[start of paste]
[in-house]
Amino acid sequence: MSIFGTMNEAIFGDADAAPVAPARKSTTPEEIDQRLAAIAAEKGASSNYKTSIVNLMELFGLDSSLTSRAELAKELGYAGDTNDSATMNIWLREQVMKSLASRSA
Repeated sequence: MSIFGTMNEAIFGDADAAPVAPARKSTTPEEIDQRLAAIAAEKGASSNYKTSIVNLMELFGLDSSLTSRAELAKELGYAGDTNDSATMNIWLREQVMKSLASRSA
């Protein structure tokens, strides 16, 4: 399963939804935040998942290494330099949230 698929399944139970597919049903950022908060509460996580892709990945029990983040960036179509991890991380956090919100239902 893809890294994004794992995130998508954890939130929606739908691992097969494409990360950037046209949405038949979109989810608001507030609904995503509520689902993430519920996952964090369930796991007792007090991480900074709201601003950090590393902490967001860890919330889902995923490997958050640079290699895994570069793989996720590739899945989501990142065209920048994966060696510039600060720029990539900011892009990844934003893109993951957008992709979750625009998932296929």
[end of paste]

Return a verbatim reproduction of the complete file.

[in-house]
Amino acid sequence: MSIFGTMNEAIFGDADAAPVAPARKSTTPEEIDQRLAAIAAEKGASSNYKTSIVNLMELFGLDSSLTSRAELAKELGYAGDTNDSATMNIWLREQVMKSLASRSA
Repeated sequence: MSIFGTMNEAIFGDADAAPVAPARKSTTPEEIDQRLAAIAAEKGASSNYKTSIVNLMELFGLDSSLTSRAELAKELGYAGDTNDSATMNIWLREQVMKSLASRSA
């Protein structure tokens, strides 16, 4: 399963939804935040998942290494330099949230 698929399944139970597919049903950022908060509460996580892709990945029990983040960036179509991890991380956090919100239902 893809890294994004794992995130998508954890939130929606739908691992097969494409990360950037046209949405038949979109989810608001507030609904995503509520689902993430519920996952964090369930796991007792007090991480900074709201601003950090590393902490967001860890919330889902995923490997958050640079290699895994570069793989996720590739899945989501990142065209920048994966060696510039600060720029990539900011892009990844934003893109993951957008992709979750625009998932296929």